Steve Jobs, thank-you. We have much to be grateful to you for (not least the fact that with an iPhone, one need never be bored again) and it’s terribly sad to think of what might have been, had your life not been cut short. 

When technology goes wrong

At work, we have a regular whole team gathering (that’s 100+ people) that takes place on the first Wednesday of the month. It’s rather inventively known as ‘First Wednesday’ and is a cunning combination of nice lunch (to get people to the meeting) followed by an hour of presentations on assorted work-related subjects.

For some reason, I’ve had the dubious privilege of presenting at this function several times. I had the pleasure again today, and this morning while tidying up my script could be heard bemoaning the fact that we didn’t have a remote control with which to manage the PowerPoint slides. Usually, someone else does them for you, but that never quite works out the way you’d hoped it would.

On arriving at today’s meeting, I was informed that a remote control had recently been acquired and that June’s First Wednesday was to be its inaugural outing. I was both exceedingly excited and relieved that I wasn’t going to be the first presenter using it. As the meeting wore on I grew more and more concerned. No one was having much luck with the remote – it went too fast; it didn’t work at all; it shut the laptop down…all generally a bit frustrating.

I was the penultimate speaker and only had one slide in which timing was crucial. What was the one slide on which the remote went too fast? That one. Sod’s law! It also turned off the screen completely, but by that point I’d decided to carry on regardless. Stupid technology – who needs it?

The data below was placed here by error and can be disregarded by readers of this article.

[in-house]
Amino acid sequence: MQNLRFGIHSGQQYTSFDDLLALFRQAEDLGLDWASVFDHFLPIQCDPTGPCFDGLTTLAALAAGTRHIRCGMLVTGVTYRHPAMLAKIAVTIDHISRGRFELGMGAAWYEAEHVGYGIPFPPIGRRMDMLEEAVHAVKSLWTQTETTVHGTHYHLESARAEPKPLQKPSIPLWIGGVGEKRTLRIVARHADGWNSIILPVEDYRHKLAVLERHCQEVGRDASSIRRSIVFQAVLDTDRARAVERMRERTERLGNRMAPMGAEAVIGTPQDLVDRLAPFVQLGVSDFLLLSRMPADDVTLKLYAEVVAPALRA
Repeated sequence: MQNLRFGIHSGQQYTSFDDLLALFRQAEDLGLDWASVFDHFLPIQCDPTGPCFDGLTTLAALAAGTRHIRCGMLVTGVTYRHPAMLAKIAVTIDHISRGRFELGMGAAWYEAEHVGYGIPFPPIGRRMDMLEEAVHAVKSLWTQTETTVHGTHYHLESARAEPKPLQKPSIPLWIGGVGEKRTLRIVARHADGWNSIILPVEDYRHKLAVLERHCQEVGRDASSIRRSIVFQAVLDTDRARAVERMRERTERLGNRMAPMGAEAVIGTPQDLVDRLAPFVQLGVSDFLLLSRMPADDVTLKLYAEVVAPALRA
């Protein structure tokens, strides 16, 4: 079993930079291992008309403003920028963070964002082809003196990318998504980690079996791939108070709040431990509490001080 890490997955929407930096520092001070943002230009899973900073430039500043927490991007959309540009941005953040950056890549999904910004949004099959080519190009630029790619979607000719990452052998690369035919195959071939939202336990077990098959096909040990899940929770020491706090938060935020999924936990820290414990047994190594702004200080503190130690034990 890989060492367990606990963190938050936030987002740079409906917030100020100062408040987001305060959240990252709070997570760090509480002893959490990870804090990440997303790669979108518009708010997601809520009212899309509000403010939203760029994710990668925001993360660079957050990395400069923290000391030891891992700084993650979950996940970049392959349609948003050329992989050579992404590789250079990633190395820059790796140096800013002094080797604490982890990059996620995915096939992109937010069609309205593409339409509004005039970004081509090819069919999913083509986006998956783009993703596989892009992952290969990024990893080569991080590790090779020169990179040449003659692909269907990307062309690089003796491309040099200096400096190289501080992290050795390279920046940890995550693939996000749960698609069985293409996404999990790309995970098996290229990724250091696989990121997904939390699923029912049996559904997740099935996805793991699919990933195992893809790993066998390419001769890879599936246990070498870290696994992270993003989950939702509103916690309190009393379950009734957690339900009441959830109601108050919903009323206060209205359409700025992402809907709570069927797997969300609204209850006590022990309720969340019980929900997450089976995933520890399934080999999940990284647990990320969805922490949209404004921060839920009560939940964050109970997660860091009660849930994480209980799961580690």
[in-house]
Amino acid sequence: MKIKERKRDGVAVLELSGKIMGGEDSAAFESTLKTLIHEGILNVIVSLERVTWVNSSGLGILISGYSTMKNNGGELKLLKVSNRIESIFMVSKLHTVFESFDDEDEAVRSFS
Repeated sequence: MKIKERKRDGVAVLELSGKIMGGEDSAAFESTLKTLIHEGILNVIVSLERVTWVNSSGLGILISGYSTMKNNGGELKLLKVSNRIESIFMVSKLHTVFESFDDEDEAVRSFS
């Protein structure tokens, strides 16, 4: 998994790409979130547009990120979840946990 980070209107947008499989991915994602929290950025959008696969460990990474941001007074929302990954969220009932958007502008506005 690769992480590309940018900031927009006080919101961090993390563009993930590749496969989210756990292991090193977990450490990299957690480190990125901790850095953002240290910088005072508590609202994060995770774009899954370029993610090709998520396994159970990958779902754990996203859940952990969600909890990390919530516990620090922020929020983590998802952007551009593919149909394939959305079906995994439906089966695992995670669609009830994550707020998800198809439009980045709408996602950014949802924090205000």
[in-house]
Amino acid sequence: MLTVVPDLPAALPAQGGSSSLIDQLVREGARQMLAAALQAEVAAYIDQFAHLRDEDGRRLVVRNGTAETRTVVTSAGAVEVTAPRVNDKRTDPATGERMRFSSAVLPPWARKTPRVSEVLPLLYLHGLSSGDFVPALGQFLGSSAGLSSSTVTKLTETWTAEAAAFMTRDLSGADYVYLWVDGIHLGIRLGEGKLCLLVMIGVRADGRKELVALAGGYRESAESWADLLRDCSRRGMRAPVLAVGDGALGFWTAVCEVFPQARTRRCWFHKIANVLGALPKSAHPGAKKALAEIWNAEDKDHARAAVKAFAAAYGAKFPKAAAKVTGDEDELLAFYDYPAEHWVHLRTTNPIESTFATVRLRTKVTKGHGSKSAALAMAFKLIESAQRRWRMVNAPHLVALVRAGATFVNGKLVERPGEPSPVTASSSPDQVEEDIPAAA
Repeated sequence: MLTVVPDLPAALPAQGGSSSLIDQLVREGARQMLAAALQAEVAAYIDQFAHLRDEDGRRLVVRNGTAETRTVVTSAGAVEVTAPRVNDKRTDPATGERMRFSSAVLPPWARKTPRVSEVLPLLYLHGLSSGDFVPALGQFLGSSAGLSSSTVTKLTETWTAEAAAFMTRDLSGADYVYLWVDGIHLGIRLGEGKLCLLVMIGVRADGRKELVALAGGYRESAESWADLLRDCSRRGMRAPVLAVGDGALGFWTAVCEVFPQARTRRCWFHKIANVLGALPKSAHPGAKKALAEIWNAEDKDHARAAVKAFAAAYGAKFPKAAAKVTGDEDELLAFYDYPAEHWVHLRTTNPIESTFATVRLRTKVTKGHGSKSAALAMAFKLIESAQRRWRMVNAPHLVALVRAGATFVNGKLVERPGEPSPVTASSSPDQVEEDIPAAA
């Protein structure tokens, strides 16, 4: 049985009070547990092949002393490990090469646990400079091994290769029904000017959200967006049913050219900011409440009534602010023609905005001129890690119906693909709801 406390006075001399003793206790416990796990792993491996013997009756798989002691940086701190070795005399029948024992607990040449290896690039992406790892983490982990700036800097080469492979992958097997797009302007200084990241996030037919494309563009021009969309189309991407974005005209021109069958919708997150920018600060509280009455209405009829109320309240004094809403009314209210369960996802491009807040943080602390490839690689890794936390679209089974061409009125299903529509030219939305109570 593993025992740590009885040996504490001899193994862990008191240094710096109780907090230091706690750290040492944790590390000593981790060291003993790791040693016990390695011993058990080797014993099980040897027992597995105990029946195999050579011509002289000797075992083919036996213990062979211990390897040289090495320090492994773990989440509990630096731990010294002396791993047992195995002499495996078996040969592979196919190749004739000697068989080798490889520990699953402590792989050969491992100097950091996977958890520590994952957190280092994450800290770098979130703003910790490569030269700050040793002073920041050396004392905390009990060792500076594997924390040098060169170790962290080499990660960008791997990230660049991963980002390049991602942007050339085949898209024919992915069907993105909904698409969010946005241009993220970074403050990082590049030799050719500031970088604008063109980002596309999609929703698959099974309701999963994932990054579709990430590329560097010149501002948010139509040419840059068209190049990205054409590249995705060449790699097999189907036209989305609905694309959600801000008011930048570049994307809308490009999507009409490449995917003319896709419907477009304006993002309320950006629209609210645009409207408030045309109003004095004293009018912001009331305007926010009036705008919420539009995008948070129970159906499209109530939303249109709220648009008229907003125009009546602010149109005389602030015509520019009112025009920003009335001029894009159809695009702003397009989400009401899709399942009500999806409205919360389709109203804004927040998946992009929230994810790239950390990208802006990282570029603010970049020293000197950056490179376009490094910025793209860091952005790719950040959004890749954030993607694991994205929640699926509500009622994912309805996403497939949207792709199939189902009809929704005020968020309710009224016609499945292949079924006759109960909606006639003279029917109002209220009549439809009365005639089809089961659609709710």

The other problem with this function is that attempts at humour are sometimes lost on the audience. In our first joint presentation, C and I adapted a classic Simpsons quote – Troy McClure’s catchphrase: “You may remember me from…” and didn’t raise a murmur (though one colleague did e-mail her appreciation of the reference subsequently). Today, I described my Missing Generation project [I could go into this in detail, it’s honestly fascinating, but could bore the pants off you] as sounding like an Enid Blyton mystery, but I feel few noticed or found amusing the subtle reference…serves me right for trying to be funny. I should know better.

Chrome*

Never did I think I’d see the day that this blog would start commenting on something as techno geeky as alternative browsers. (Alternatives to the ubiquitous Internet Explorer, obviously.)


Here are the top 5 things I’m loving & why I might be about to make it my default browser:

1. It spellchecks. Fantastic for ensuring there are no embarassing spelling errors in facebook updates, although slightly annoying in facebook chat because I care less if things are correct there.
2. On opening, it shows you (in nice boxes) your most used sites, so less faffing around with the bookmark tab.
3. It allows me to use facebook, gmail & the guardian website simultaneously on my work laptop – a combination that always had a tendancy to freak out and crash IE.
4. It’s smooth and doesn’t make that annoying clicking sound IE makes. (As a downside, it doesn’t always make the noise for facebook chat, which can mean I miss messages, but that’s minor.)
5. You can type you search request directly into the address bar.

On hearing that I was experimenting with Chrome, my brother-in-law commented on facebook:
Google Chrome? It’s one step away from buying a Mac, reading the Guardian and having dinner parties with people called Jasmine and Jeremy. Stick with IE – it’s fine and it annoys smug Mac gits who don’t actually know any better.


I was particularly amused that his comment had been posted from an iphone. The irony.
The truth is that I’d rather like a Mac, but I’m not brave enough to get one – so this way I can pretend. (Plus, I love reading the Guardian and Jasmine & Jeremy throw terrific dinner parties!)
* Thanks to those who spotted my clearly deliberate spelling mistake in the title of the original post. Clearly writing past 11pm is a very bad idea.